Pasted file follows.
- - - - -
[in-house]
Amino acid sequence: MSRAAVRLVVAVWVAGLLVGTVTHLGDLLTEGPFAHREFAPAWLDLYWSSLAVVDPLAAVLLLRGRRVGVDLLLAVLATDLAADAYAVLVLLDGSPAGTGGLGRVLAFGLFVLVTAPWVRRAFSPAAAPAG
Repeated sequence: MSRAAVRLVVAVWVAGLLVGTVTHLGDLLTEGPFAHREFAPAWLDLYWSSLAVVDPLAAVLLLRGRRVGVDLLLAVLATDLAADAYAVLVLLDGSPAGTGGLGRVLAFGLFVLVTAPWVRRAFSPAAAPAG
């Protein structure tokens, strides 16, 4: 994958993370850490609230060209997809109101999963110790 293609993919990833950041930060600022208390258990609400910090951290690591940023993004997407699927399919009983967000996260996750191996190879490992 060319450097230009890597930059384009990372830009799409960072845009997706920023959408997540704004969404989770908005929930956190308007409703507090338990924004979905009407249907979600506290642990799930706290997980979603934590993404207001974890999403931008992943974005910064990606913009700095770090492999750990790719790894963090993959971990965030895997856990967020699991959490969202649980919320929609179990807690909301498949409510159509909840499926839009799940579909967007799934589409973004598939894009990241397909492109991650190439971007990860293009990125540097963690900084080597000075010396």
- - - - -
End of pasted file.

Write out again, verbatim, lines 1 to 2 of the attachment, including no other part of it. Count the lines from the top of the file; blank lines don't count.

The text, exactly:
[in-house]
Amino acid sequence: MSRAAVRLVVAVWVAGLLVGTVTHLGDLLTEGPFAHREFAPAWLDLYWSSLAVVDPLAAVLLLRGRRVGVDLLLAVLATDLAADAYAVLVLLDGSPAGTGGLGRVLAFGLFVLVTAPWVRRAFSPAAAPAG